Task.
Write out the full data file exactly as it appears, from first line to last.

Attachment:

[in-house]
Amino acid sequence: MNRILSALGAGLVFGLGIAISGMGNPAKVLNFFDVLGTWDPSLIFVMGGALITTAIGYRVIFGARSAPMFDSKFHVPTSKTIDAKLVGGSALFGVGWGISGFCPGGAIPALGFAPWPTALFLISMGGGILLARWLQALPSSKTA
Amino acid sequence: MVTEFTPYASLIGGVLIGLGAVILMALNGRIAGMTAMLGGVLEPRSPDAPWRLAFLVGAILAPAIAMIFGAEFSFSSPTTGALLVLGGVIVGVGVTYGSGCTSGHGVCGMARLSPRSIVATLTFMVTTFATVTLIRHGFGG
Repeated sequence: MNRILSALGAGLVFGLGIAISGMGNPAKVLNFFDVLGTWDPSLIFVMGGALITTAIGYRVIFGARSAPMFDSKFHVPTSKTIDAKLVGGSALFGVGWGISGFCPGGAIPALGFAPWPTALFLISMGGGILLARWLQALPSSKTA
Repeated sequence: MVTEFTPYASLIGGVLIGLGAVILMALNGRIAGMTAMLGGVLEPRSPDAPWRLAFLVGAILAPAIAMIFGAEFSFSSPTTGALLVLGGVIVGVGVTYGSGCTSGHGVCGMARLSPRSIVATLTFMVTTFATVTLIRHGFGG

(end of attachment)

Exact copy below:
[in-house]
Amino acid sequence: MNRILSALGAGLVFGLGIAISGMGNPAKVLNFFDVLGTWDPSLIFVMGGALITTAIGYRVIFGARSAPMFDSKFHVPTSKTIDAKLVGGSALFGVGWGISGFCPGGAIPALGFAPWPTALFLISMGGGILLARWLQALPSSKTA
Amino acid sequence: MVTEFTPYASLIGGVLIGLGAVILMALNGRIAGMTAMLGGVLEPRSPDAPWRLAFLVGAILAPAIAMIFGAEFSFSSPTTGALLVLGGVIVGVGVTYGSGCTSGHGVCGMARLSPRSIVATLTFMVTTFATVTLIRHGFGG
Repeated sequence: MNRILSALGAGLVFGLGIAISGMGNPAKVLNFFDVLGTWDPSLIFVMGGALITTAIGYRVIFGARSAPMFDSKFHVPTSKTIDAKLVGGSALFGVGWGISGFCPGGAIPALGFAPWPTALFLISMGGGILLARWLQALPSSKTA
Repeated sequence: MVTEFTPYASLIGGVLIGLGAVILMALNGRIAGMTAMLGGVLEPRSPDAPWRLAFLVGAILAPAIAMIFGAEFSFSSPTTGALLVLGGVIVGVGVTYGSGCTSGHGVCGMARLSPRSIVATLTFMVTTFATVTLIRHGFGG